Kung Pao Chicken and Hot & Sour soup are two of my favorite dishes....growing up in a Chinese household, their existence does not necessarily mean that it's ABC....just that 99% of the time, the restaurant has destroyed both of them. Hopefully some day, everyone will have a chance to taste both dishes homestyle. They can be excellent.

            1. re: microwave15

              Kung Pao Chicken is, I believe, prepared homestyle at Joe's Noodle House, and it's excellent.

              1. re: MartyL

                fwiw, China Star also has many of those "Chimerican" listings, but they are made with fresh veggies and housemade sauces (this was also back a couple of years ago).

                Quite a few years ago I was waiting for pick up at a place in Leesburg and a Chinese restaurant supply catalog was lying on the bar. The sauces, dried veggie mixes, soups, etc are all available for order. Basically like industrial versions of Lipton Noodles and Sauce. Hence, how similar they are, down to the menus.

                And on that note, most chinese restos at least at one time will prepare many dishes not on the menu. These have to be asked for. I've only ever gotten to this point with a couple of places, one being in Missouri since out here we have a few places that don't need to be supported by that other type of fare.

                1. re: Dennis S


                  I'm interested in the luck you have had with ordering "good" chinese food in out-of-the-way places where most everything is chimerican. Does it work?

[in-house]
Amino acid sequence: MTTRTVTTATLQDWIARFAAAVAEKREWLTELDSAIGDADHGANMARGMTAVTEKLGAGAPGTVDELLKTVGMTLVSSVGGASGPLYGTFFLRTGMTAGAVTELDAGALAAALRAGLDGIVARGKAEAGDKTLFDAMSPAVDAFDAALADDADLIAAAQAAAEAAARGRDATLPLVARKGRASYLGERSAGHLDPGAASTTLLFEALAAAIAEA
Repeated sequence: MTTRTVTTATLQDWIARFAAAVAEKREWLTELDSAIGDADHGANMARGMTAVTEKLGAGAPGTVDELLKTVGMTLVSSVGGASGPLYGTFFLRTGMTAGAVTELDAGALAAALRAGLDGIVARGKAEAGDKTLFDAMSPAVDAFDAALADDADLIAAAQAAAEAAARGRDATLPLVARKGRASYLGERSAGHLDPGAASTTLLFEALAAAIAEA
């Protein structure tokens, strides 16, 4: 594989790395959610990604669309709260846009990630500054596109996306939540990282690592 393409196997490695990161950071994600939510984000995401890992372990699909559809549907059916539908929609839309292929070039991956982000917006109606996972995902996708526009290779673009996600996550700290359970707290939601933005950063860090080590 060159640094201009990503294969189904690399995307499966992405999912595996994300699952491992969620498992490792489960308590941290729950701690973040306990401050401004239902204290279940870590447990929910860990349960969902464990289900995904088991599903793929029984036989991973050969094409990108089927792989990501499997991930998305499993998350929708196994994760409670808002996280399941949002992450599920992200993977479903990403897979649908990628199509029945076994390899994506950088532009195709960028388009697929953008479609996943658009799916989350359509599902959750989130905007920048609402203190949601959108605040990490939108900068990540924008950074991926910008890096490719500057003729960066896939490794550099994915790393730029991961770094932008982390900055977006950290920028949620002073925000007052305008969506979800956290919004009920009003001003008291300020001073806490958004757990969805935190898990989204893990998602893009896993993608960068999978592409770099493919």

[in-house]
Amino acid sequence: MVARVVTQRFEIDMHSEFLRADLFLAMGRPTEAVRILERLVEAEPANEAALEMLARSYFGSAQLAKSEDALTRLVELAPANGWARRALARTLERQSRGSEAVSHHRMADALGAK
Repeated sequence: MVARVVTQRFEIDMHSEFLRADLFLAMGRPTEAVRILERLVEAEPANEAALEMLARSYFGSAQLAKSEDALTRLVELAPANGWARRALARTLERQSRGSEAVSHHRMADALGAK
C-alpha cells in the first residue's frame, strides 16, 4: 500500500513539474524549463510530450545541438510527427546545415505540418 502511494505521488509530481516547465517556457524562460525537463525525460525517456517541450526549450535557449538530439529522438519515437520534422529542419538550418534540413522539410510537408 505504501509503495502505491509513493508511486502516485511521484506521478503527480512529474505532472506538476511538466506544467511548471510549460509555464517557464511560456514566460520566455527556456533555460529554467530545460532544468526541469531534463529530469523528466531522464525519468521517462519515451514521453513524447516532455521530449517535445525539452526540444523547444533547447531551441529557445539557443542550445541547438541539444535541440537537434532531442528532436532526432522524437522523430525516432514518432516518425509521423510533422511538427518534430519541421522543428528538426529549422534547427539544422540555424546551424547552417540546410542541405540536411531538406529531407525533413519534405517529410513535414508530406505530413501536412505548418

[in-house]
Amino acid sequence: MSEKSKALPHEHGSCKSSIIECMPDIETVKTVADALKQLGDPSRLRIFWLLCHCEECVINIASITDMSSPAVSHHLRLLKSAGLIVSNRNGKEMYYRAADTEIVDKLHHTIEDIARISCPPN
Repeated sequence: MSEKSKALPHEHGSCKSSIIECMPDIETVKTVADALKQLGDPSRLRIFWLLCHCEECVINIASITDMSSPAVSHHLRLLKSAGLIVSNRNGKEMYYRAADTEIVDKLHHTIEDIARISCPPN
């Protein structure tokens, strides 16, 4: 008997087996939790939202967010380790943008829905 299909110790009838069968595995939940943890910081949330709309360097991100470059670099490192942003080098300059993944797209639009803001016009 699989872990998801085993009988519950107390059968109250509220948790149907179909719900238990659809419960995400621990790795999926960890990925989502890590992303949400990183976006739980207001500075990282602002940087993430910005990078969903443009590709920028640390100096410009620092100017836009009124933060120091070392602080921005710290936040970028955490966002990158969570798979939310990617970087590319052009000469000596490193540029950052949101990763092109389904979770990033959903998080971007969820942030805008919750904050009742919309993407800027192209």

2. re: microwave15

                Well, if the best thing that someone can mention about a new chinese restaurant is their "very good fried dumplings, sensational egg drop soup, decent hot and sour soup (not very spicy), and kung pao chicken.." then that's not saying much. I'm sure every corner chinese takeout can do a decent version. Not much creativity there.

            2. Isn't Hunan Number One closed? If it's the place on Wilson between Court House and Clarendon, then it's definetely gone.
              I for one am desperate for chinese and am not a stickler when it comes to authentic or not. Thank you for the report on TNR.

              3 Replies
              1. re: redglass

                I think Oriental Gourmet in the Lee Harrison Shopping Center is top quality for Chinese-American food, the kind of stuff I grew up on as a kid on Long Island. I didn't realize how spoiled I was. You should no longer be desperate. And a surprise: very good Peking duck, too.

                1. re: redglass

                  No, Hunan Number One is still open. It's in Clarendon not too far from the metro. Even though it's listed in the yellow pages on Wison Blvd, it's actually more on the side street, I think N. Garfield. I haven't been in years but just called them today to see if they have peking duck, which they do. Planning to check it out since it's w/in walking distance for me and I'm always in search of good inexpesive peking duck.

                  1. re: tippytoes

                    Back in the day, I thought their rendition of clams w/ fermented black bean sauce was particularly good.